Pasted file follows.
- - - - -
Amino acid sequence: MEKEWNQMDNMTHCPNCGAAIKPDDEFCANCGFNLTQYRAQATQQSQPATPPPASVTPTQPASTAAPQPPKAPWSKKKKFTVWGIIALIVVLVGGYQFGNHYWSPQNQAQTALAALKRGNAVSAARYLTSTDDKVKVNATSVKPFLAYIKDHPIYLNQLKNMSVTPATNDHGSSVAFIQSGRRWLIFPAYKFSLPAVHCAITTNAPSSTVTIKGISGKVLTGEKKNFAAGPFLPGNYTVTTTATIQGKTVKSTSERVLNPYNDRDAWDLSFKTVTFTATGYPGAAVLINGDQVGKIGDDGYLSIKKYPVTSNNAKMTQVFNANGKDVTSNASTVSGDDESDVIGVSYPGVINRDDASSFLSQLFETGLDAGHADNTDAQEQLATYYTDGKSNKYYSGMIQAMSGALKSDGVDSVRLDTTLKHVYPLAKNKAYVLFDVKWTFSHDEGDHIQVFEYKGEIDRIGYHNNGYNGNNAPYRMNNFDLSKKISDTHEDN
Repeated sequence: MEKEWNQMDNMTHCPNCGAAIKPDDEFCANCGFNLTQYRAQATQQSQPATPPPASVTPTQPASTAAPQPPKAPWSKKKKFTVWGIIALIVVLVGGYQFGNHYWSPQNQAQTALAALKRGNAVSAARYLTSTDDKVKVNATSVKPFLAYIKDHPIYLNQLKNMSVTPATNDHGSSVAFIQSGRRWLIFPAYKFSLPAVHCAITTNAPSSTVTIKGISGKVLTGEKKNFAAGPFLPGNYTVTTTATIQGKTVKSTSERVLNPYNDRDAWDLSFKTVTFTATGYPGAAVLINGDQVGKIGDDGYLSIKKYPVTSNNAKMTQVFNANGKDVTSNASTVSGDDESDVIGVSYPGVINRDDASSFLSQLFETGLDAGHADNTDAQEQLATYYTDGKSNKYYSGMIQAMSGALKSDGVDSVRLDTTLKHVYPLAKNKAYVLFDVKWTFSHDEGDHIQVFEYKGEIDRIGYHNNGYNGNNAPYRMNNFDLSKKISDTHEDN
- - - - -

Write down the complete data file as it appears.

Amino acid sequence: MEKEWNQMDNMTHCPNCGAAIKPDDEFCANCGFNLTQYRAQATQQSQPATPPPASVTPTQPASTAAPQPPKAPWSKKKKFTVWGIIALIVVLVGGYQFGNHYWSPQNQAQTALAALKRGNAVSAARYLTSTDDKVKVNATSVKPFLAYIKDHPIYLNQLKNMSVTPATNDHGSSVAFIQSGRRWLIFPAYKFSLPAVHCAITTNAPSSTVTIKGISGKVLTGEKKNFAAGPFLPGNYTVTTTATIQGKTVKSTSERVLNPYNDRDAWDLSFKTVTFTATGYPGAAVLINGDQVGKIGDDGYLSIKKYPVTSNNAKMTQVFNANGKDVTSNASTVSGDDESDVIGVSYPGVINRDDASSFLSQLFETGLDAGHADNTDAQEQLATYYTDGKSNKYYSGMIQAMSGALKSDGVDSVRLDTTLKHVYPLAKNKAYVLFDVKWTFSHDEGDHIQVFEYKGEIDRIGYHNNGYNGNNAPYRMNNFDLSKKISDTHEDN
Repeated sequence: MEKEWNQMDNMTHCPNCGAAIKPDDEFCANCGFNLTQYRAQATQQSQPATPPPASVTPTQPASTAAPQPPKAPWSKKKKFTVWGIIALIVVLVGGYQFGNHYWSPQNQAQTALAALKRGNAVSAARYLTSTDDKVKVNATSVKPFLAYIKDHPIYLNQLKNMSVTPATNDHGSSVAFIQSGRRWLIFPAYKFSLPAVHCAITTNAPSSTVTIKGISGKVLTGEKKNFAAGPFLPGNYTVTTTATIQGKTVKSTSERVLNPYNDRDAWDLSFKTVTFTATGYPGAAVLINGDQVGKIGDDGYLSIKKYPVTSNNAKMTQVFNANGKDVTSNASTVSGDDESDVIGVSYPGVINRDDASSFLSQLFETGLDAGHADNTDAQEQLATYYTDGKSNKYYSGMIQAMSGALKSDGVDSVRLDTTLKHVYPLAKNKAYVLFDVKWTFSHDEGDHIQVFEYKGEIDRIGYHNNGYNGNNAPYRMNNFDLSKKISDTHEDN